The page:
Verizon named Prysmian as an additional supplier of fiber cable to support its 4G and 5G wireless and wireline broadband plans, signing a $300 million deal with the company.
Under the terms of the three-year contract, Prysmian will supply Verizon with over 17 million kilometers (10.6 million miles) of ribbon and loose tube cables.
This is the second major optical cable and component deal Verizon has signed. In April, Verizon signed a $1.1 billion, three-year fiber and hardware purchase agreement with Corning. Verizon will purchase up to 20 million km (12.4 million miles) of optical fiber each year from 2018 through 2020.
To support the Verizon purchase request, Prysmian said it will make a significant investment through 2018 in its United States-based optical cable unit. Prysmian already has three telecom production sites in the U.S., two for the production of optical cable and one for optical fiber.
Prysmian Group's telecom division has qualified as an optical fiber, optical cable and connectivity solutions provider to Verizon for more than a decade.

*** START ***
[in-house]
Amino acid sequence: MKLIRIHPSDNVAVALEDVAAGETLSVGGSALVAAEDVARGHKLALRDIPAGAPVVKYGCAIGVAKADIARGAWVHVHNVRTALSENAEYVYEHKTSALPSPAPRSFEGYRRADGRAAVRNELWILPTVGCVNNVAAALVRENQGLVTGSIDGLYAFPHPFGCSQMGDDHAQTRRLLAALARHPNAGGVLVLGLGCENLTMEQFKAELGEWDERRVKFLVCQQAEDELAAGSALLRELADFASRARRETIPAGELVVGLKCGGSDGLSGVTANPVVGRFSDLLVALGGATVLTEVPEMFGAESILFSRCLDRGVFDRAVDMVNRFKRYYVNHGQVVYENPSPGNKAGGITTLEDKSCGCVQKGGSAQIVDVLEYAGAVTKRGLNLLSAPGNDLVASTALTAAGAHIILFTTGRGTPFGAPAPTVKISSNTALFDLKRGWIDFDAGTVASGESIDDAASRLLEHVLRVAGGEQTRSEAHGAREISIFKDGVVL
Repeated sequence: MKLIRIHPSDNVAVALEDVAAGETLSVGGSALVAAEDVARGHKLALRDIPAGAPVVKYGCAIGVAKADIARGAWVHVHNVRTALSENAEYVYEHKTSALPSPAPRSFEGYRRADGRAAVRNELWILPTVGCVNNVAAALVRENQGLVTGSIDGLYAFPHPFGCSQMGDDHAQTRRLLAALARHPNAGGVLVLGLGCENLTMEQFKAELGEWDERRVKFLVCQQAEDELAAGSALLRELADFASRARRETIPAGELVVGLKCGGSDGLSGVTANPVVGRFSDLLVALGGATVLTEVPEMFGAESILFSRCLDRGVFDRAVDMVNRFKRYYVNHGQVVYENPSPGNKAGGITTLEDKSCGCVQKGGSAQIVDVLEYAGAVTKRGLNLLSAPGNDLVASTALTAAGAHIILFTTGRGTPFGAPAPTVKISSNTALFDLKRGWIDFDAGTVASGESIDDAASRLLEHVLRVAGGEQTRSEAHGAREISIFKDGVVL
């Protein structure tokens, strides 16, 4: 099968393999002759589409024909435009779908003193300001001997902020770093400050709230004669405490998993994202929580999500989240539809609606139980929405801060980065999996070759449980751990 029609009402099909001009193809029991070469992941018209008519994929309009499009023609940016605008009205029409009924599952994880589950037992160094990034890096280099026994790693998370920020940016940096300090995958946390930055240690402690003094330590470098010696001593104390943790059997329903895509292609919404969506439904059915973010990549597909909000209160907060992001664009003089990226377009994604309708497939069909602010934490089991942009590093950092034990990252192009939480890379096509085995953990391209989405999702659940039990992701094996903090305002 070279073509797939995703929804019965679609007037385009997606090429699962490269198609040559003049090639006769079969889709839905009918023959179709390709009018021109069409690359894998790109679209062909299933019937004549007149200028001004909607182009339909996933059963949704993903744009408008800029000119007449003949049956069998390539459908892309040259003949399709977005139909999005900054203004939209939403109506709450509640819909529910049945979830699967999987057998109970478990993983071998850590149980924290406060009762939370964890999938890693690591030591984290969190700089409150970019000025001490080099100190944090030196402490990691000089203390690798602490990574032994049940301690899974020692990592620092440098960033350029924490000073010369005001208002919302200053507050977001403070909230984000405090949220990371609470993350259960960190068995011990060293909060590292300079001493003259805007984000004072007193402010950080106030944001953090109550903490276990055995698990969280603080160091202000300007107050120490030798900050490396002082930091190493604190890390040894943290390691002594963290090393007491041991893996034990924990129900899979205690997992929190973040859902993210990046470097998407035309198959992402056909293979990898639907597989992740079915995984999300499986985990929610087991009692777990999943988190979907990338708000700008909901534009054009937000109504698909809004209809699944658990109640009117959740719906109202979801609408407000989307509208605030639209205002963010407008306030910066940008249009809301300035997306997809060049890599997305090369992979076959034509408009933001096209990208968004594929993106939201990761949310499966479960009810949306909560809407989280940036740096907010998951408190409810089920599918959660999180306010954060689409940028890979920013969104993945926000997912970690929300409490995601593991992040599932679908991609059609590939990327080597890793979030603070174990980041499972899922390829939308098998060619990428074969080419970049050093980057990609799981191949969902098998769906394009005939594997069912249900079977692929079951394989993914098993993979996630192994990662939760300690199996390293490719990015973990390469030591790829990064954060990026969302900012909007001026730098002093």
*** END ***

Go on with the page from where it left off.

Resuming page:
"Prysmian Group's telecom division is an established optical cable and connectivity solutions provider to Verizon,” said Viju Menon, chief supply chain officer for Verizon, in a release. “This strategic supply agreement helps ensure we can ramp supply in order to expand our network capacity and speed 5G deployment."
One of the interesting aspects of the Prysmian Group and Verizon supply deal involves diversity partnerships to include social and sustainability imperatives. A percentage of business will flow through material management services offered by third party handlers that are owned and operated by certified woman business owned enterprises.
Similar to the Corning agreement, Verizon’s pact with Prysmian could translate into further business for network construction company Dycom.
Dycom reported in its fiscal year 2017 earnings report an increase in revenues from Verizon. The company has already signed a number of contracts with the telco in recent years, including construction, maintenance and engineering contracts covering states in Massachusetts, New York, New Jersey, Pennsylvania and Maryland.
“Given its close relationship with VZ over the years (including working on VZ’s initial FiOS deployments), we would expect DY will capture some of this incremental VZ business,” said Jennifer Fritzsche, senior analyst for Wells Fargo, in a research note.